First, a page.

Saturday, 11 January 2014

Sierra Morena, Cordoba Province.

One of those days !!!!

I got up early to go up to Granada to meet up with Juan Perez and his brother Jose for a trip up to Sierra Morena hoping to get a look at the critically endangered Pardel / Iberian Lynx (Lynx lutra). I made my way across the fields towards Huétor and the first species of the day was a Red Fox (Zorro / Vulpus vulpus) which as we were looking for mammals I took as a good omen as I had not seen them on the local patch before.I continued on up to Granada and we all set off on the Motorways north then west to Andujar and then out into the hills of Sierra Morena. On the way we saw Spotless Starling (Estornino Negro / Sturnus unicolor), Common Buzzard (Busardo Ratonero / Buteo buteo), Feral Pigeon (Columba livia), Collared Dove (Tórtola Turca / Streptopelia decaocto), Southern Grey Shrike (Alcaudón Real Meridional / Lanius meridionalis) and Woodpigeon (Paloma Torcaz / Columba palumbus). We entered that area for the Lynx and made our first stop about 10KM from the area where we normally spend the day and scanned a broad firebreak, I raised my bins for the first time to check a shape on the right hand side of the open area and was amazed to see a stunning adult Lynx just coming out of the scrub. I made sure that Juan and Jose were both on it before having some stunning views of this magnifisant animal. It bimbled around in the open for a couple of minutes before going into the central band of bushes, at this point Juan had his scope up and when he came out the other side we had great views for a while longer until he disappeard in to the scrub on the far side of the break. We calmed down a bit after the excitment and checked what else was about whilst keeping a keen eye on the area just in case he returned, he did not in the hour or so we stayed but we did see several Red Deer (Cervus elaphus), another Fox, Woodlark (Totovia / Lullula arborea), Great (Carbonera Común / Parus major), Blue (Herrerillo Común / Parus caeruleus) and Crested Tits (Herrerillo Capuchino / Parus cristatus), Green Woodpecker (Pito Real / Picus viridis), Dartford (Curruca Rabilarga / Sylvia undata) and Sardinian Warblers (Curruca Cabecinegra / Sylvia melanocephala), Common Chaffinch (Pinzón Vulgar / Fringilla coelebs), Common (Urraca / Pica pica) and Azure-winged Magpies (Rabilargo / Cyanopica cyanus) and Blackbird (Mirlo Común / Turdus merula) before we moved on. As we had already had views of the Lynx we continued on passed the usual spots and dropped down to the dam to see what was about, on the way we picked up Red-legged Partridge (Perdiz Roja / Alectoris rufa), Crag Martin (Avión Roquero / Ptyonoprogne rupestris) and in one of the dead looking Eucalyptus trees a small flock of three Hawfinches (Picogordo / Coccotraustes coccotrauetes). We parked near the main dam wall and walked across to the far side scanning the dull cloudy skies for raptors with out success, however we did see several Black Redstarts (Colirrojo Tizón / Phoenicurus ochruros), Rock Bunting (Escribano Montesino / Emberiza cia), Grey Heron (Garza Real / Ardea cinerea) and Grey Wagtail (Lavandera Cascadena / Motacilla cinerea) before heading back up to the areas where we usually spend the day looking for the Lynx. We parked on the track side and started to scan the rocks but only managed to add Rabbit (Oryctolagus cuniculus) to the mammal list but we did get nice views of more Red Deer. After a couple of hours a patch of blue sky appeared in the distance and slowly the clouds broke up and the sun started to warm things up a bit and with in half an hour the skies were litterally full of raptors. The commonest were Griffon Vultures (Bultre Leonado / Gyps fulvus) with a couple of dozen drifting around, with these came quite a few Black / Cinereous Vultures (Buitre Negro / Aegypius monachus) and then a couple of stunning adult Spanish Imperial Eagles (Aguila Imperial Ibérica / Aguila adalberti) came up and started to call (a strange sound, a cross between a strangled duck and a Raven). The one bird drifted off but the second came in close and then passed right overhead and reappeared several times during the afternoon, as did the Vultures and a Sparrowhawk (Gavilán Común / Accipiter nisus). We also saw a couple of butterflies, Clouded Yellow (Colias Común / Colias corcea) and Red Admiral (Vanessa atalanta). After a while we moved up the track a short way and joined a group of watches on an organised tour with a guide. After a while I took a walk along the track a short way to get a photo of a plant that I had seen Iberian Milk-vetch (Astragalus lusitanicus) and as I turned around to walk back I could see that there was a bit of a flap on back amongst the group so I quickened the pace a bit and got back just in time to have a view of a second Lynx walking across some rocks, it was very brief and thanks to the young Spanish lad who let me use his scope for a few seconds. Juan also had more distant views a little later. By now the light was dropping quite quickly and very pleased with what we had seen we decided to start the journey home, we stopped briefly for a coffee and then hit the motorways again.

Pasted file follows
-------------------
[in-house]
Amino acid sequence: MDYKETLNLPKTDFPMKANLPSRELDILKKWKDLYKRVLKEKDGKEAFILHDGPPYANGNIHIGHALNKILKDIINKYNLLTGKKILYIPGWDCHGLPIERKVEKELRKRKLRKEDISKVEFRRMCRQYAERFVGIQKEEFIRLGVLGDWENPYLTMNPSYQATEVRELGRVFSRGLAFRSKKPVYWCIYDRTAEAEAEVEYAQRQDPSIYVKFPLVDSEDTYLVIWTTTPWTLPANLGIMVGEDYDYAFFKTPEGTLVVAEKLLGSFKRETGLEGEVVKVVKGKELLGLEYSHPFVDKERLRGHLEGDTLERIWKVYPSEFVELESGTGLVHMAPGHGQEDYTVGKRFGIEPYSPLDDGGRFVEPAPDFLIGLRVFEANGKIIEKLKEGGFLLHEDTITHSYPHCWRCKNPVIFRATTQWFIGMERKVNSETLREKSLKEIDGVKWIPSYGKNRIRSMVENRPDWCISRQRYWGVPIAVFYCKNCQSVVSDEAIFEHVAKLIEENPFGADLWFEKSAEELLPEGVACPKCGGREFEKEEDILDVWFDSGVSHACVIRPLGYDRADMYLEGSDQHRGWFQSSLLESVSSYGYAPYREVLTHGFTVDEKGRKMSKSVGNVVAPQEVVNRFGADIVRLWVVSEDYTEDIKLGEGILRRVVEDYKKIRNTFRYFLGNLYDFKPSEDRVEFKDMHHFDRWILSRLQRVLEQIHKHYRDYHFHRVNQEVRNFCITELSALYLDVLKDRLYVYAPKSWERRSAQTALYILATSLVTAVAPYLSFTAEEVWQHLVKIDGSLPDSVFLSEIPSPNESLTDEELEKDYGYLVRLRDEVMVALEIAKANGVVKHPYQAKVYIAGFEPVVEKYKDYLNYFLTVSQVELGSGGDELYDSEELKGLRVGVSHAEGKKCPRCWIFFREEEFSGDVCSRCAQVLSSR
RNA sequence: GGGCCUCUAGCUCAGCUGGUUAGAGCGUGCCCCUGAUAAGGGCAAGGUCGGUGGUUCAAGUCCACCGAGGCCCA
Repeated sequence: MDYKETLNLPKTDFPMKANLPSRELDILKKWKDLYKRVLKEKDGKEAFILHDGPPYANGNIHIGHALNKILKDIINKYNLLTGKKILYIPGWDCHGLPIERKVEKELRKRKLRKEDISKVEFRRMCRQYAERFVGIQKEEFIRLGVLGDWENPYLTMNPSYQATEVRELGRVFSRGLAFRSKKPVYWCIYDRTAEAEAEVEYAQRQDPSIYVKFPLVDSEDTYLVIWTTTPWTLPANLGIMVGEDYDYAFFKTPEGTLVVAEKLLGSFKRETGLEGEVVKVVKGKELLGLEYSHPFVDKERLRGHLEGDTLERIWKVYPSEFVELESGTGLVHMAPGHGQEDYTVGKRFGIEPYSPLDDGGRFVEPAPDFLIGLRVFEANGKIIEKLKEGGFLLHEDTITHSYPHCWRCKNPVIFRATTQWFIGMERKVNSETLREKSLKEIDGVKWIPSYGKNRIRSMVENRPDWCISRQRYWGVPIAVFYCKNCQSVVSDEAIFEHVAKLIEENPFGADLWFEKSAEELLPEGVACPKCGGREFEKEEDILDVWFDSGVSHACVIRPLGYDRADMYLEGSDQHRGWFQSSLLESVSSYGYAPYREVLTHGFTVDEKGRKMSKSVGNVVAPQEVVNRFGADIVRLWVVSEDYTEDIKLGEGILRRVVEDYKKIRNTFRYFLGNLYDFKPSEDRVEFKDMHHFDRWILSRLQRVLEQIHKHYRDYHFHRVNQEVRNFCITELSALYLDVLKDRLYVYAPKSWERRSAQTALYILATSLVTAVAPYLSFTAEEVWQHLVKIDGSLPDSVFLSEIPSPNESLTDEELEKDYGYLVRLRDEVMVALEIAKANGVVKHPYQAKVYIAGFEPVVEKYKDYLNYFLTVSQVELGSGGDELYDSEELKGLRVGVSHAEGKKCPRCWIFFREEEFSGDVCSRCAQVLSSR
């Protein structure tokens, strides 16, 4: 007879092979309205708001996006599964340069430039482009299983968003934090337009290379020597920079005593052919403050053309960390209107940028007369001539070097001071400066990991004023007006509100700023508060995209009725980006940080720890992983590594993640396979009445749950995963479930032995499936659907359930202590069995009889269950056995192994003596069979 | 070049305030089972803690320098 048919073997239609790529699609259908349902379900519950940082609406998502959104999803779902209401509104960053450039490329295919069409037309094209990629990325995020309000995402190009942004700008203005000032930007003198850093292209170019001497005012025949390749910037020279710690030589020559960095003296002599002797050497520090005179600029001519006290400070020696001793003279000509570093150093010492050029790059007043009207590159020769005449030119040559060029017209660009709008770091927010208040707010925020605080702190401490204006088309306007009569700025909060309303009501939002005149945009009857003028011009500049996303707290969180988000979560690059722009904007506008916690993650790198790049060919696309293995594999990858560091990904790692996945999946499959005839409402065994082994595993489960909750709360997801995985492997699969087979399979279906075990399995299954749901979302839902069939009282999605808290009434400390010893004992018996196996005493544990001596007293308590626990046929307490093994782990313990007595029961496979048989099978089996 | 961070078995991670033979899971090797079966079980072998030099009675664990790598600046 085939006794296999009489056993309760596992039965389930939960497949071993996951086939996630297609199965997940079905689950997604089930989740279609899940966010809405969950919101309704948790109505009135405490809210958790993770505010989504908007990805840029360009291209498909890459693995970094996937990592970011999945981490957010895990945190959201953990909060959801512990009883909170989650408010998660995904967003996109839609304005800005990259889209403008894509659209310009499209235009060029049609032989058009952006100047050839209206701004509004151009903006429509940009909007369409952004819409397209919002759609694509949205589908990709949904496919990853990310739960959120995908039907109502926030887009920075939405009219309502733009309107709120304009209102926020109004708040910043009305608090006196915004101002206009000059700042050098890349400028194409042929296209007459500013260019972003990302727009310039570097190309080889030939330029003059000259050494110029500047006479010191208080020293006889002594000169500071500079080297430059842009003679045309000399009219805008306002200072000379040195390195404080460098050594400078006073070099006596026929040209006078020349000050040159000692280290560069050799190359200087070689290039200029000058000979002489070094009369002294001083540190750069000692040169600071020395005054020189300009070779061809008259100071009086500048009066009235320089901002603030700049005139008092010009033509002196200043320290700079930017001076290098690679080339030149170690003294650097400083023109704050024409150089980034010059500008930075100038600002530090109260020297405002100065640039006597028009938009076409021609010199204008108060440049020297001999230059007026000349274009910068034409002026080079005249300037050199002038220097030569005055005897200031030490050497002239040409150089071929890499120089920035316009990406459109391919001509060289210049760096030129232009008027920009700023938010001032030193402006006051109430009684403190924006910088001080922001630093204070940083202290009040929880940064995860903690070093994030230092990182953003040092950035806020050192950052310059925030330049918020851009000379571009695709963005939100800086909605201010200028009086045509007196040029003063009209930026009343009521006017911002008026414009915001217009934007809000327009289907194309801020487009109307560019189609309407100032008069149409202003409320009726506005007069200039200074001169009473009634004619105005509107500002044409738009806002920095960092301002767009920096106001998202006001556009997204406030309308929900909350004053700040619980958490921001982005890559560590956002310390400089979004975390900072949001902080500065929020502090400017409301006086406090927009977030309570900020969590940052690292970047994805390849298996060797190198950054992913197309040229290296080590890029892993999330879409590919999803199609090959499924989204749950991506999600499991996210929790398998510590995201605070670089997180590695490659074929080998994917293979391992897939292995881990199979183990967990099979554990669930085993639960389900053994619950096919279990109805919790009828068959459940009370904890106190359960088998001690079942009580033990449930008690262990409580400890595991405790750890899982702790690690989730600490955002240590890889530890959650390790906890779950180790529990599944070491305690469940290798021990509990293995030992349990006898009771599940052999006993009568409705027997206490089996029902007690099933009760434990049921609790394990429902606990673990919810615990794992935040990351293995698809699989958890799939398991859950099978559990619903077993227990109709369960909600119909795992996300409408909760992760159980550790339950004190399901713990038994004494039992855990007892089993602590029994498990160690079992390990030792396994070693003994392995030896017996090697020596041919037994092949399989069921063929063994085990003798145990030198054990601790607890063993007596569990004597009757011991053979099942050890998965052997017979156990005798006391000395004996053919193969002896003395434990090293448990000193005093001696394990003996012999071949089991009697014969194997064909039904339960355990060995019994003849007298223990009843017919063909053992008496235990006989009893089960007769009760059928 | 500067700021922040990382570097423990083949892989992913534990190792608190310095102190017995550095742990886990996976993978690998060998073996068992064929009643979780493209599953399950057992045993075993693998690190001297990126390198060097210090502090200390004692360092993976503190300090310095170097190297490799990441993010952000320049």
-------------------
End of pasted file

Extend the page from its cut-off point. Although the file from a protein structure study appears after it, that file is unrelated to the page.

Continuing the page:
Thanks to Juan for driving and to him and Jose of some great company on a cracking day.

Photographs from the top: Pardel / Iberian Lynx (Lynx lutra), adult Black / Cinereous Vulture (Buitre Negro / Aegypius monachus), Spanish Imperial Eagle (Aguila Imperial Ibérica / Aguila adalberti) x2, Griffon Vulture (Bultre Leonado / Gyps fulvus), immature Black Vulture and a second shot of the Lynx, in this shot looking rather heavy in the belly.

2 comments:

stiefbeen said...

het lijkt mij heerlijk om op z,on dag zoveel te zien.

LojaWldlife said...

Het was een fantastische dag en we waren heel gelukkig zien van de Lynx twee keer.